Looking for a Cardigan?


The current demand for puppies is exceptionally high in all breeds. Here on the CWCCA website we get several inquiries most days, well over 300 in a six-month period. According to AKC statistics, approximately 300 Cardi litters are registered each year, with an average litter size of five. This makes for competition among potential qualified homes.


1) First, make sure that you have researched Cardigans. We get many contacts looking for “a corgi” because they are “cute”. Saying that you are looking for a corgi to a Cardigan breeder is an indication that you may not realize that there are two breeds of corgis and that the differences between them are significant. Some of the differences between the Cardigan Welsh Corgi and the Pembroke Welsh Corgi are size, color, and attitude. Cardigans are longer with bigger ears and rounder bone, and of course: there is the tail!  For more information about the Pembroke Welsh Corgi visit the Pembroke Welsh Corgi Club of America website at http://pwcca.org.

Cardigans are not small dogs, they are medium-size short dogs. Females generally weigh 28-32 lbs and males may weigh up to 40 lbs. They shed copiously. Although individuals vary among themselves, many are quite vocal. They may also exhibit herding behavior, especially towards children who they may seem to chase, when in their minds they are “rounding them up.” If you are looking for a happy-go-lucky dog-park kind of dog, a Cardigan might not be for you. On the other hand, Cardigans are extremely loyal and want to be with their people at all times.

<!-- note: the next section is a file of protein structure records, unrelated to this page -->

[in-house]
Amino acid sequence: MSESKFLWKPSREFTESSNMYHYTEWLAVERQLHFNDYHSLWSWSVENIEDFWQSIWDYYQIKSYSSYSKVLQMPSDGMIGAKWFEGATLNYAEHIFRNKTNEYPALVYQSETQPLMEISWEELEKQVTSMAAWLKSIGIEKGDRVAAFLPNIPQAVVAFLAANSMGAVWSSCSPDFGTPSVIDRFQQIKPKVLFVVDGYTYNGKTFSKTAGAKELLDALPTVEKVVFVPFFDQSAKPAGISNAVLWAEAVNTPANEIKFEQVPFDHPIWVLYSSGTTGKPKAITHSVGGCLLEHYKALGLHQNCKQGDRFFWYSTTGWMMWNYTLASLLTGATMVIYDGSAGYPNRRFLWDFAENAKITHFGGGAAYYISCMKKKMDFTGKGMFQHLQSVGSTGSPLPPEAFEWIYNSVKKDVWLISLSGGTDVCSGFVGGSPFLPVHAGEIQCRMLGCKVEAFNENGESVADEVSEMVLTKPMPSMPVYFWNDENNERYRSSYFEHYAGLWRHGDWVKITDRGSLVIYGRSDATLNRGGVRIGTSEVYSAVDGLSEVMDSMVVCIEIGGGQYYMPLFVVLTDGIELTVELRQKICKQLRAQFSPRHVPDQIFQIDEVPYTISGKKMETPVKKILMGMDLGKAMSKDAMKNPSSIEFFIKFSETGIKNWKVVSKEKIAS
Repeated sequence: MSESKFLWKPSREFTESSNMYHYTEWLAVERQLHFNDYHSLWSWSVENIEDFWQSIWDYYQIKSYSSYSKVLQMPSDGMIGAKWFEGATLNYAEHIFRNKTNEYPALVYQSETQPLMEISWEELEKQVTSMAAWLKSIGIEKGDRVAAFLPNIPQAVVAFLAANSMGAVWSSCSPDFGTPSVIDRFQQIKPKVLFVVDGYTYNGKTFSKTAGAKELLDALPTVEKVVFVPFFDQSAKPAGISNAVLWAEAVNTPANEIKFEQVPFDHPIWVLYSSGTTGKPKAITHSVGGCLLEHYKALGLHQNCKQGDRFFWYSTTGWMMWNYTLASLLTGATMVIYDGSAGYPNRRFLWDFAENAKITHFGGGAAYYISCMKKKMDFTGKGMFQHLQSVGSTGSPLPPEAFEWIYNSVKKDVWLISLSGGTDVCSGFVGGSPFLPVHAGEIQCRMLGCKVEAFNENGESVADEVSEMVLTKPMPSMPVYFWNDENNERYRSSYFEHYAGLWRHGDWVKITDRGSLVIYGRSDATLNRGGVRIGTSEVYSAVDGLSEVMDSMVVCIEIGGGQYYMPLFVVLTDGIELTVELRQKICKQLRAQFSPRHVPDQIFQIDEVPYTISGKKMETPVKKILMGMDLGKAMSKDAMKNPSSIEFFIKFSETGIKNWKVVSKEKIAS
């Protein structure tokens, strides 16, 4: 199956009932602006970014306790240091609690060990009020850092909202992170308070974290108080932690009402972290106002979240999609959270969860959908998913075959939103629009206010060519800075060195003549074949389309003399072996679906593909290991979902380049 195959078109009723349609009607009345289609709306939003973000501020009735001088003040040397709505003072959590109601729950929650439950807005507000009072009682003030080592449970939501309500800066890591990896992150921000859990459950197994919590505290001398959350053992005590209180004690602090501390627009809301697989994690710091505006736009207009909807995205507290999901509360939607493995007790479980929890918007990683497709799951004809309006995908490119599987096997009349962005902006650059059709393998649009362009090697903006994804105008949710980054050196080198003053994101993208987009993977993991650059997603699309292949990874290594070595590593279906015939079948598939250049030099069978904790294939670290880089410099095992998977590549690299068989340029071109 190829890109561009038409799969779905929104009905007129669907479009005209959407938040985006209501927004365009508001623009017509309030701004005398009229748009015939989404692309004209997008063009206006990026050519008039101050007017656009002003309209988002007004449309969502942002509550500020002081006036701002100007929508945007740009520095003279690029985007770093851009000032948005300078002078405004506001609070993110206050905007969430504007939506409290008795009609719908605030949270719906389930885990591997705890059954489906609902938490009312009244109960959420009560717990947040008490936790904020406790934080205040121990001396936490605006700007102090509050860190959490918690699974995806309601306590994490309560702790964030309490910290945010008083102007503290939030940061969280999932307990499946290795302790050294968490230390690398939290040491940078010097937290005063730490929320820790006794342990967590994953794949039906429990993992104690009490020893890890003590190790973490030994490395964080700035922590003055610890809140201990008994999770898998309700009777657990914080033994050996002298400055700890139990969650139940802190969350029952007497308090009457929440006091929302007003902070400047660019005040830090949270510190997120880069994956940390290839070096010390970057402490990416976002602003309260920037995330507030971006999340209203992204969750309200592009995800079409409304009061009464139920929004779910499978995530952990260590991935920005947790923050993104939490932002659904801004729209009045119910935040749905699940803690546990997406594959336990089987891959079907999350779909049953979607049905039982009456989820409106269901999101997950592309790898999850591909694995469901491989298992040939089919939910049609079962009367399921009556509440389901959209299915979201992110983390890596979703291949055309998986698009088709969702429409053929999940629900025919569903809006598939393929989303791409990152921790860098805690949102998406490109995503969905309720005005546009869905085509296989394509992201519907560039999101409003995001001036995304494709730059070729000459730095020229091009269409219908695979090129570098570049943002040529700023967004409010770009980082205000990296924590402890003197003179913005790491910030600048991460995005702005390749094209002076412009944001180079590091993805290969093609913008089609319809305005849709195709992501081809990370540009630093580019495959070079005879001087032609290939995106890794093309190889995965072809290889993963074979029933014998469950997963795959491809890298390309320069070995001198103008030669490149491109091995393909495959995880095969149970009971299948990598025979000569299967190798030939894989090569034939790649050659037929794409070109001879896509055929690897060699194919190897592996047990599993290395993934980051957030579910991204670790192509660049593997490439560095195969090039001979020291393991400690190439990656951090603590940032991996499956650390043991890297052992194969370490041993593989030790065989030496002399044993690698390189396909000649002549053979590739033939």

2) In your initial contact with a breeder talk about yourself and your family. Emails that simply say “Do you have puppies? How much?” are unlikely to be answered. Know that show/hobby breeders do not constantly have a litter “on the ground” with puppies ready to go. It is likely that you will establish a rapport with a breeder and be on their list for when a breeding has been done and puppies are likely to become available. Be prepared to wait.

In previous times our suggestions to people who were interested in a having a Cardigan join their household often included visiting dog shows to meet breeders in person and being invited by a breeder to visit their Cardis at home. That is not feasible in the face of current COVID restrictions, so consider how you can communicate through internet and phone most effectively.


3) Breeders are very protective of their puppies. They love them and become attached to every one of them in the 8 to 12 weeks of a puppy’s life in their homes. This will be even more the case when they are placing a retired adult. A good breeder will be responsible for a dog for life, with the result that you may well become an adopted family member.


4) Cardigans vary in temperament, disposition, and activity level, even as puppies. A breeder will do his or her best to match each puppy with the ideal family. If there isn’t a pup in a litter for you, don’t assume that it is because you aren’t good enough, your day may come when the right dog is there for you. Breeders try to ensure that each and every puppy lives in a “forever home” and enjoys a successful life as a treasured companion.